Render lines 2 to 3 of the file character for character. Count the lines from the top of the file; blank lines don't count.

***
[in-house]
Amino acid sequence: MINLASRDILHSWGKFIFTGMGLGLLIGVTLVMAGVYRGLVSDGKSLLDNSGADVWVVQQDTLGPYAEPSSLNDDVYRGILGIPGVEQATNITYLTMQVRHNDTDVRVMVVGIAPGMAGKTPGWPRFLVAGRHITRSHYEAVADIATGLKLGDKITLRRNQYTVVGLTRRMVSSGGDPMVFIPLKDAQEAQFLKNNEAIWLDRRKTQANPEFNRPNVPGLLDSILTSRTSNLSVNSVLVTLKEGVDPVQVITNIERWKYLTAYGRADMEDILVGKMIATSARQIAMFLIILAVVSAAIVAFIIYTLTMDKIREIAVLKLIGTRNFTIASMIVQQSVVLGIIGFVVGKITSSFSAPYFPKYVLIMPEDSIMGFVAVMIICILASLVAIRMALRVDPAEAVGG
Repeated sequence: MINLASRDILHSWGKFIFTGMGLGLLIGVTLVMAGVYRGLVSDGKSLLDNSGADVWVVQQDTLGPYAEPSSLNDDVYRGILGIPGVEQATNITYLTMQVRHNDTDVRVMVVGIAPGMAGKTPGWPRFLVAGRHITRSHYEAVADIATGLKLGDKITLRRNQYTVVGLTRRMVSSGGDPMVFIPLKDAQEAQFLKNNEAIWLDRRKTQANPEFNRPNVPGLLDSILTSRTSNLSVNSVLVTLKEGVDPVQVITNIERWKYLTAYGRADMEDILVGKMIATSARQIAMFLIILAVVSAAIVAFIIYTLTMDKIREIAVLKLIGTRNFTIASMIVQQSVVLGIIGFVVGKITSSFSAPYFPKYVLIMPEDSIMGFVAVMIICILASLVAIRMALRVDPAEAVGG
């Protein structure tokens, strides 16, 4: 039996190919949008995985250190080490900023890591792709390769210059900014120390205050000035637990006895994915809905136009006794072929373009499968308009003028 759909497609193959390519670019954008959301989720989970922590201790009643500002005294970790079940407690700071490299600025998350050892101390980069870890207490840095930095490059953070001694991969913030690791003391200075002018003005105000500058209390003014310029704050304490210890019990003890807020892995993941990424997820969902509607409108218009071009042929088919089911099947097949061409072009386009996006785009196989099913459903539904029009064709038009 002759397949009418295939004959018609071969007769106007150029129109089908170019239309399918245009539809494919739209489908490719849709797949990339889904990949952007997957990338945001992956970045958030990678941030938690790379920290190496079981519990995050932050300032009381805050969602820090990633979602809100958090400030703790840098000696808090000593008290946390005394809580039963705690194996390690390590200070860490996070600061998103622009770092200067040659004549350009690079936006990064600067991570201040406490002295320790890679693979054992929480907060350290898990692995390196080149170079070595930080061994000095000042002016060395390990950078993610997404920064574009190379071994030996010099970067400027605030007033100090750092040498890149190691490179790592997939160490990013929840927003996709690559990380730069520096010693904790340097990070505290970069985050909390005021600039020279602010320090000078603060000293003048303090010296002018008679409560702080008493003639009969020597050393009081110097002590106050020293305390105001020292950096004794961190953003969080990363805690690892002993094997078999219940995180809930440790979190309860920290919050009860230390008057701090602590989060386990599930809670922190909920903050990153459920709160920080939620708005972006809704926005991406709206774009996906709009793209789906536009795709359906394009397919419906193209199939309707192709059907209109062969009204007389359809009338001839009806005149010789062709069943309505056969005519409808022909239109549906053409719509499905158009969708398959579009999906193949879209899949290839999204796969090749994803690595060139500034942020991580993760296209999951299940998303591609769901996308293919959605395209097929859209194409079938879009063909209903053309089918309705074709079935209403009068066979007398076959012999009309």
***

Amino acid sequence: MINLASRDILHSWGKFIFTGMGLGLLIGVTLVMAGVYRGLVSDGKSLLDNSGADVWVVQQDTLGPYAEPSSLNDDVYRGILGIPGVEQATNITYLTMQVRHNDTDVRVMVVGIAPGMAGKTPGWPRFLVAGRHITRSHYEAVADIATGLKLGDKITLRRNQYTVVGLTRRMVSSGGDPMVFIPLKDAQEAQFLKNNEAIWLDRRKTQANPEFNRPNVPGLLDSILTSRTSNLSVNSVLVTLKEGVDPVQVITNIERWKYLTAYGRADMEDILVGKMIATSARQIAMFLIILAVVSAAIVAFIIYTLTMDKIREIAVLKLIGTRNFTIASMIVQQSVVLGIIGFVVGKITSSFSAPYFPKYVLIMPEDSIMGFVAVMIICILASLVAIRMALRVDPAEAVGG
Repeated sequence: MINLASRDILHSWGKFIFTGMGLGLLIGVTLVMAGVYRGLVSDGKSLLDNSGADVWVVQQDTLGPYAEPSSLNDDVYRGILGIPGVEQATNITYLTMQVRHNDTDVRVMVVGIAPGMAGKTPGWPRFLVAGRHITRSHYEAVADIATGLKLGDKITLRRNQYTVVGLTRRMVSSGGDPMVFIPLKDAQEAQFLKNNEAIWLDRRKTQANPEFNRPNVPGLLDSILTSRTSNLSVNSVLVTLKEGVDPVQVITNIERWKYLTAYGRADMEDILVGKMIATSARQIAMFLIILAVVSAAIVAFIIYTLTMDKIREIAVLKLIGTRNFTIASMIVQQSVVLGIIGFVVGKITSSFSAPYFPKYVLIMPEDSIMGFVAVMIICILASLVAIRMALRVDPAEAVGG